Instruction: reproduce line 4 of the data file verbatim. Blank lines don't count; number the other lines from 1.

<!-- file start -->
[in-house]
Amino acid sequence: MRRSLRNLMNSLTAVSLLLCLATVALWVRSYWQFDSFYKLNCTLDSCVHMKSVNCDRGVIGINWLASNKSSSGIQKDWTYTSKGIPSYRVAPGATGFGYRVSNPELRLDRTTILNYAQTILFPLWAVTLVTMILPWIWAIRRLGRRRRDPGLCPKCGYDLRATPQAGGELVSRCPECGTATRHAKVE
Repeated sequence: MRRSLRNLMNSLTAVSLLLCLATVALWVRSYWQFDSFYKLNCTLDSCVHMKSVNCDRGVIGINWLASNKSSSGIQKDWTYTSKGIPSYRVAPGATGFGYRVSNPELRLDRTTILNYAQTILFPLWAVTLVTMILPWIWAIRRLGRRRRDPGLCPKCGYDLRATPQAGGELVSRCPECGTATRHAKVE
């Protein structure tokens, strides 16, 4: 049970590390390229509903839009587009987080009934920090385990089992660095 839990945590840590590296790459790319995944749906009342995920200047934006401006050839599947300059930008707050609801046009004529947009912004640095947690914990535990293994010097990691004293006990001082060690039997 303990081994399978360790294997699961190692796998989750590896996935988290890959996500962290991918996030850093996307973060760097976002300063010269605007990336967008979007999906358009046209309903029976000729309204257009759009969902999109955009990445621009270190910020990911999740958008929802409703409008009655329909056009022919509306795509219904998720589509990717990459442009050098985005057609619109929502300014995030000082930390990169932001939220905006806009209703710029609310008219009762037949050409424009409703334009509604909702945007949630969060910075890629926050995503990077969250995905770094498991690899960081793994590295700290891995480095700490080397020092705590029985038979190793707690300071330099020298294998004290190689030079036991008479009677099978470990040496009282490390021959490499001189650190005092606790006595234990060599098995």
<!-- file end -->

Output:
């Protein structure tokens, strides 16, 4: 049970590390390229509903839009587009987080009934920090385990089992660095 839990945590840590590296790459790319995944749906009342995920200047934006401006050839599947300059930008707050609801046009004529947009912004640095947690914990535990293994010097990691004293006990001082060690039997 303990081994399978360790294997699961190692796998989750590896996935988290890959996500962290991918996030850093996307973060760097976002300063010269605007990336967008979007999906358009046209309903029976000729309204257009759009969902999109955009990445621009270190910020990911999740958008929802409703409008009655329909056009022919509306795509219904998720589509990717990459442009050098985005057609619109929502300014995030000082930390990169932001939220905006806009209703710029609310008219009762037949050409424009409703334009509604909702945007949630969060910075890629926050995503990077969250995905770094498991690899960081793994590295700290891995480095700490080397020092705590029985038979190793707690300071330099020298294998004290190689030079036991008479009677099978470990040496009282490390021959490499001189650190005092606790006595234990060599098995």